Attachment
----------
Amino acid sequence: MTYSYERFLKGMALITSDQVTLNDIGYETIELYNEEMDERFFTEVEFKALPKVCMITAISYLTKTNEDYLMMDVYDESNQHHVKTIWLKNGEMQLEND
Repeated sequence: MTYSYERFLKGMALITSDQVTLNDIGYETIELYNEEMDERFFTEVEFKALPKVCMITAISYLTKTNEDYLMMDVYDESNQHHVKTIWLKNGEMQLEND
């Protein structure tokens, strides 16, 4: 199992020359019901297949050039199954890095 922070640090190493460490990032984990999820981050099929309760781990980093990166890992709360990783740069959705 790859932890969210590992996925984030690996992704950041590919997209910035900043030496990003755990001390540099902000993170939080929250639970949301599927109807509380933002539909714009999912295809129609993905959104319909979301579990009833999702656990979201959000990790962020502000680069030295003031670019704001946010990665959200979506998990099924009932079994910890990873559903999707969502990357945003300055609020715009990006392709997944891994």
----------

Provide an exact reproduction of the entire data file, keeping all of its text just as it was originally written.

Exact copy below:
Amino acid sequence: MTYSYERFLKGMALITSDQVTLNDIGYETIELYNEEMDERFFTEVEFKALPKVCMITAISYLTKTNEDYLMMDVYDESNQHHVKTIWLKNGEMQLEND
Repeated sequence: MTYSYERFLKGMALITSDQVTLNDIGYETIELYNEEMDERFFTEVEFKALPKVCMITAISYLTKTNEDYLMMDVYDESNQHHVKTIWLKNGEMQLEND
């Protein structure tokens, strides 16, 4: 199992020359019901297949050039199954890095 922070640090190493460490990032984990999820981050099929309760781990980093990166890992709360990783740069959705 790859932890969210590992996925984030690996992704950041590919997209910035900043030496990003755990001390540099902000993170939080929250639970949301599927109807509380933002539909714009999912295809129609993905959104319909979301579990009833999702656990979201959000990790962020502000680069030295003031670019704001946010990665959200979506998990099924009932079994910890990873559903999707969502990357945003300055609020715009990006392709997944891994």